A more interesting legal question is whether the federal decision maker, in the form of the Minister of Fisheries (with approval of the Cabinet), had the legal authority to reject the project in light of the Whites Point Panel’s conclusions and recommendations. CEAA states, essentially, that if a project is likely to cause significant adverse environmental effects, and those effects cannot be justified in the circumstances, the Minister may not approve the project. If significant adverse environmental effects are justified, the Minister may approve the project. The Act is silent on whether the Minister has discretion to reject the project in case where the project does not cause a significant adverse environmental effect, but is otherwise not deemed acceptable, such as because of adverse socio-economic impacts. What is clear is that in such a case, the Minister has the ability to approve the project.
In this case, we don’t have a clear separation of socio-economic effects of the project that would fall under the definition of environmental effect under CEAA and those that would not. We also have the somewhat unusual situation of a panel concluding that the overall socio-economic effect of the project is significantly adverse, rather than pinpointing one individual effect as significant. Added to all this is the Ministers discretion to reject the panel’s conclusions and recommendations (with an obligation to offer reasons), and its regulatory discretion under the Fisheries Act, and we are left with a complex set of legal questions about whether the federal Minister of Fisheries had an appropriate basis on which to reject the project. The situation does raise legitimate legal questions, but there is far from a clear answer, and it is clear that a NAFTA tribunal is not the place to resolve them.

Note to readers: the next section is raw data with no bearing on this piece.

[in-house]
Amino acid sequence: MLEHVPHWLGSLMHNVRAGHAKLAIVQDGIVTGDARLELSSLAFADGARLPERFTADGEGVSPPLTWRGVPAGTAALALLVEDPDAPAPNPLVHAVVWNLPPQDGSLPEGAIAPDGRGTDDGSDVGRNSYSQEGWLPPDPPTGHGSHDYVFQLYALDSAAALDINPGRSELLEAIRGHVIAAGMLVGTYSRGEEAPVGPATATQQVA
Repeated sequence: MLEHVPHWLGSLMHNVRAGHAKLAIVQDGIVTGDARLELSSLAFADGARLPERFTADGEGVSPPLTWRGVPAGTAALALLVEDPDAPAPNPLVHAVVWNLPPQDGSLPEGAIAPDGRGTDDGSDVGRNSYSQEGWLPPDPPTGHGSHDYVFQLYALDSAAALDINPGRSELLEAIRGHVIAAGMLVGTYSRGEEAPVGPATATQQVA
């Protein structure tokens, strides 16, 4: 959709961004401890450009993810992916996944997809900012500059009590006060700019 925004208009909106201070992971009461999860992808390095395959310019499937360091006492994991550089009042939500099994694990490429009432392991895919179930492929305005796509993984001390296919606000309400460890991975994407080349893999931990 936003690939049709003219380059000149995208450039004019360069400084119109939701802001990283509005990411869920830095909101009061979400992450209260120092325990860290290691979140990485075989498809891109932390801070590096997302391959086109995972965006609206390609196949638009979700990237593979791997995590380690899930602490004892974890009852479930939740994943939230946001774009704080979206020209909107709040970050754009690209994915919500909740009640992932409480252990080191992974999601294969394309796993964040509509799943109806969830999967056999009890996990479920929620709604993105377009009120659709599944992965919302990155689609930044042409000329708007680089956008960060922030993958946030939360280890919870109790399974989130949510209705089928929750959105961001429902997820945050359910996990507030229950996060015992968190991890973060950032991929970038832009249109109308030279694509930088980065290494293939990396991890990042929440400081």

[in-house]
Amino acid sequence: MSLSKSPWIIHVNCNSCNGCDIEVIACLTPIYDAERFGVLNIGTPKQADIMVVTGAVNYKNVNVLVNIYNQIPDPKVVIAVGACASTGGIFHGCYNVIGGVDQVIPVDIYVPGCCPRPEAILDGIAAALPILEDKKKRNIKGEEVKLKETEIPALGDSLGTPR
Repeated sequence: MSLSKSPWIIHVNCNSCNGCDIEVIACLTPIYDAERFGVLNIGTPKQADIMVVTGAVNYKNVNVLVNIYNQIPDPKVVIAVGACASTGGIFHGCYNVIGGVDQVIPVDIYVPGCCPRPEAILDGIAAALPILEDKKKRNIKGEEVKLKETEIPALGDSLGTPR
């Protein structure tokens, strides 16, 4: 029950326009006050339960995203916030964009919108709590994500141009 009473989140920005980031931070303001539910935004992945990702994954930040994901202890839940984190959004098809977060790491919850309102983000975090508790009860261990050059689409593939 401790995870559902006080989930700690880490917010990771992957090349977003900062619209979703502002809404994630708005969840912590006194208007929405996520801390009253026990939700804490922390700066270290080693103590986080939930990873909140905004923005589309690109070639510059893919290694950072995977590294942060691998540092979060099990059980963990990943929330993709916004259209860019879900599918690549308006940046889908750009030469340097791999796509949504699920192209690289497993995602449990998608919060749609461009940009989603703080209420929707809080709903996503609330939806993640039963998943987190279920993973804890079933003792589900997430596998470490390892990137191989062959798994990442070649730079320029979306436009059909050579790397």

The proponent had every opportunity to challenge the federal decision through a judicial review application before the Federal Court. This would have been a wonderful opportunity to clarify a number of issues that practicing lawyers and legal academics have been debating for 20 years. None of this rich literature, by the way, much of it peer reviewed and supporting what the Whites Point Panel and the federal Minister did in this case, was referenced in the NAFTA ruling. The failure of the proponent to pursue any of the legal remedies available to it in Canada should have resulted in the dismissal of this case, as it leaves too much legal uncertainty for the NAFTA tribunal to deal with. There may be cases where this is not a problem, but in this case, the failure to explore readily available domestic remedies put the NAFTA tribunal in an impossible situation.